Open-source databases pinpoint demand ... EMC and HP say storage plus content management add up to information life-cycle management ... SAN matures.

January 30, 2004

8 Min Read

Info Life-Cycle Management

EMC, HP, IBM, and Hitachi are early movers

Mix storage and content management, and what do you get? A new category of application, information life-cycle management (ILM), is what industry behemoths EMC and Hewlett-Packard have been working to create from that union.

ILM combines technology and processes to let companies manage critical data from creation to disposal. It assumes that the value of all data is not equal, and changes over time: The most critical data should get the most reliable storage and services.

While pieces of ILM strategy have been around for years, the need for a complete solution has grown. Companies are struggling to comply with regulations such as the Sarbanes-Oxley Act and HIPAA, and to plan for disaster recovery.

Storage companies, eager to bolster revenue by tapping into a hot new market, are jockeying for leadership. Storage titan EMC's acquisition of Documentum, a content management leader, and agreement to bundle OuterBay's database archiving software with the ILM technology from EMC's Legato acquisition, flesh out the company's software offerings. HP's planned acquisition of Persist Technologies, a leading provider of software designed for long-term storage and access of reference information, and partnership with systems integrator Cap Gemini Ernst & Young, while strengthening the company's ILM portfolio are also part of HP's "Adaptive Enterprise" strategy to bring IT in line with the business. And EMC and HP are not alone. Hitachi Data Systems and IBM are quickly getting in on the act, with Sun and Veritas expected to follow.

So far, potential customers are taking a wait-and-see attitude, citing unproven technologies and interoperability issues between rival products.

— Michelle M. Young

Open-Source DBs Go Big Time

New offerings from PostgreSQL and MySQL

The last two months of 2003 may be looked at as the time open-source databases made their initial charge at the enterprise-level database market. In November, both MySQL AB and PostgreSQL Global Development Group released new versions of their open-source databases, which include added features and tools that are specifically targeted at larger enterprises.

After partnering with SAP, MySQL introduced MaxDB, which is its version of SAP's open-source database. With the MySQL brand and marketing behind MaxDB, it has attracted "the attention of the marketplace," according to Gartner Inc. vice-president Kevin Strange. MaxDB includes features such as snapshots, archive tables, and MaxDB replication. Also, with the MySQL Proxy software program, MaxDB and MySQL work together, and data can be transferred between the two.

PostgreSQL, while not creating as much buzz, has introduced version 7.4 of the PostgreSQL Relational Database, which includes new tools for larger enterprises. The upgrade includes optimization tuning for systems running AMD's 64-bit Opteron processor, improved index maintenance tools, and support of full-text indexing.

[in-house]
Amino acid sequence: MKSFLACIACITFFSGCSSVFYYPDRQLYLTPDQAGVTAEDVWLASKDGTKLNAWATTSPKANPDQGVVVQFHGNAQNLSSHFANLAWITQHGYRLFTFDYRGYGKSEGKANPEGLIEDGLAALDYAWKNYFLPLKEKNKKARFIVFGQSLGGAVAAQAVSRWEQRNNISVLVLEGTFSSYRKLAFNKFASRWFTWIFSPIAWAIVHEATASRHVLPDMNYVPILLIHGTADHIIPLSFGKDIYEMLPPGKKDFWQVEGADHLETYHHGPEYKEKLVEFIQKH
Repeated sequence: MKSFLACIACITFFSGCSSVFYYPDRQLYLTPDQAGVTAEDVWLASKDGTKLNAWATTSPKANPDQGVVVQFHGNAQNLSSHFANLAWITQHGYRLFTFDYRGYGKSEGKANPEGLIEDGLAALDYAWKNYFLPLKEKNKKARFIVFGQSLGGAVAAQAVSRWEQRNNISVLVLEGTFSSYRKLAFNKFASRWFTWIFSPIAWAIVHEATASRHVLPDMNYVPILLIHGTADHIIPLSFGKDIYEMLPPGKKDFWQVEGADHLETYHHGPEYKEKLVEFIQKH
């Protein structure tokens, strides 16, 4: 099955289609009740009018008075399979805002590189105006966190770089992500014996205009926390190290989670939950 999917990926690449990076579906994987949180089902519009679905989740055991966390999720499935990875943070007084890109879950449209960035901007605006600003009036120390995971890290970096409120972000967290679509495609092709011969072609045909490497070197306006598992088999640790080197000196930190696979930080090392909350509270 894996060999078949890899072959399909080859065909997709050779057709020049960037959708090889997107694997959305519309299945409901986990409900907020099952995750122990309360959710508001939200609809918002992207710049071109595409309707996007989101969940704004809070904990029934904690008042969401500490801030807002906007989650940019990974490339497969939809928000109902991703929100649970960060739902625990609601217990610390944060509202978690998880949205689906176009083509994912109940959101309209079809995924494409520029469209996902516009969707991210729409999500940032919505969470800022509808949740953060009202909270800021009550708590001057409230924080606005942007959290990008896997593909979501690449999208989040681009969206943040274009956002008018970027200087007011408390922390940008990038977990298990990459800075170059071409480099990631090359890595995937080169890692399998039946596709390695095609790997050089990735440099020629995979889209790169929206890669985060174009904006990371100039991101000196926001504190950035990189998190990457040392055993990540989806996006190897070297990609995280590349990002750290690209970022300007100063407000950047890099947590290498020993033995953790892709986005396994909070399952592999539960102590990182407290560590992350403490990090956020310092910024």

Charlie Brann, SAP administrator at Swisslog TransLogic in Denver, has been using the SAP open-source database for more than seven years and calls it a "dream" compared to other databases he's used.

"I might spend a couple of hours a week working with the database directly, and the majority of that is simply checking statistics and verifying parameters. MaxDB literally runs itself," said Brann. "We've had a couple of untimely system crashes due to hardware failure, and have not suffered any data corruption as a result. The database is very stable."

However, questions remain about how open-source databases will fare in a database market that is dominated by Oracle, IBM, and Microsoft. Strange contends that although open-source databases have excellent support and stability, there are still two main challenges that need to be faced: scalability for large enterprises and third-party support. As of now, Strange sees large enterprises using open-source databases only for internal applications and not mission-critical applications.

But directly competing with the big databases like Oracle is not MySQL's intention. According to Zack Urlocker, MySQL VP of marketing, the goal is to attract the commoditized portion of the market. He compares Oracle 9i and IBM's DB2 to a Ferrari, and MaxDB to a Honda. "A Ferrari is nice to drive to work in, but a Honda will get you there just as efficiently and in a more cost-effective manner," said Urlocker. Strange agrees and believes the open-source databases will find success with the lower-end and midsized markets.

It may take a while for the low-cost attraction of open-source databases to make a real change in the industry the way Linux has in the OS market. In the meantime, Strange says Oracle and IBM should keep a close eye on MySQL and PostgreSQL. "[MaxDB] is not ready to run the enterprise now, but it is a lot better than I thought it was," said Strange. "MySQL is where Microsoft's SQL Server 2000 was two years ago in the server industry. [MaxDB] is missing features now, but as [it adds] them in and makes improvements, [it is] going to cause a little shakeup."

Jeanette Perez is a former Intelligent Enterprise editor and is now a freelance journalist.